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Federal Commission Pushes Expansion Of Marijuana And Psychedelics Research For Military Veterans

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A federal commission tasked with developing recommendations to improve mental health treatment for military veterans has reached a surprising conclusion: Congress and the executive branch need to promote research into the therapeutic potential of marijuana and psychedelics such as psilocybin mushrooms and MDMA.

Following months of meetings, the Creating Options for Veterans Expedited Recovery (COVER) Commission released its report in January. But despite the novelty of its drug policy findings, the document has gone largely unnoticed by reform advocates and the media. Chaired by presidential appointee Jake Leinenkugel, the panel determined that cannabis and psychedelics represent promising mental health treatment options for veterans that should be fully explored.

“Medical cannabis and psychedelic drugs may have uses in treating mental health issues among veterans; however, these substances are currently classified as Schedule 1 under the Controlled Substances Act, which precludes VA from conducting research on their efficacy,” the panel said.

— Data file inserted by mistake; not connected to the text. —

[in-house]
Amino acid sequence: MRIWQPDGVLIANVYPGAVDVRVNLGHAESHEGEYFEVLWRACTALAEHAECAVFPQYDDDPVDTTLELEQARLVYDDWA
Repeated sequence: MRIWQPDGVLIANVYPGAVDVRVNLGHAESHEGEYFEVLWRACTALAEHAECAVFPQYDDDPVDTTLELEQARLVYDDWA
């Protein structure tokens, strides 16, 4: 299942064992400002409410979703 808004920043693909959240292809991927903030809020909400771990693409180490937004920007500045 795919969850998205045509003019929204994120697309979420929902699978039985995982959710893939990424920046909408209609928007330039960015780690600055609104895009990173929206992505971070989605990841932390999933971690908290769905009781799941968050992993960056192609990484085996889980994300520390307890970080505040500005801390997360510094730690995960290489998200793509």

The scheduling status of these substances has meant that the process of obtaining approval to research them is needlessly burdensome and that the supply of marijuana and other controlled drugs that’s available for studies is inadequate, the commission, members of which were appointed by congressional leaders and the president, found.

“The U.S. federal government’s policies have blocked externally valid, randomized clinical trials on the effects of cannabis,” the report says. “Scientists seeking to conduct research on cannabis must submit to an arduous application process that may last years. The research requires approval from multiple government agencies, including some with stated opposition to any therapeutic uses of cannabis.”

The panel further asserted that the Schedule I status of the drugs has effectively blocked VA from researching them at all, though that point has been disputed by advocates.

“Because VA is unable to conduct research into issues that are actively affecting veterans’ health care (medical cannabis) or issues that could dramatically affect veterans’ health care (medical psychedelics), VA is unable to explore possibilities such as whether medical psilocybin is effective in decreasing anxiety and depression in patients with life-threatening cancer. The opioid epidemic highlighted the need for third-party research into negative effects of treatment interventions and underscored that FDA approval alone does not reveal all of the potential negative consequences that can come about when a prescription treatment is made available to the public.”

Veterans across the U.S. are already using cannabis in compliance with state laws to treat a host of mental health conditions, the report states, and that “necessitates that VA better understand medical marijuana, and how it can benefit and harm patients who use it, so VA providers can better care for these veterans.”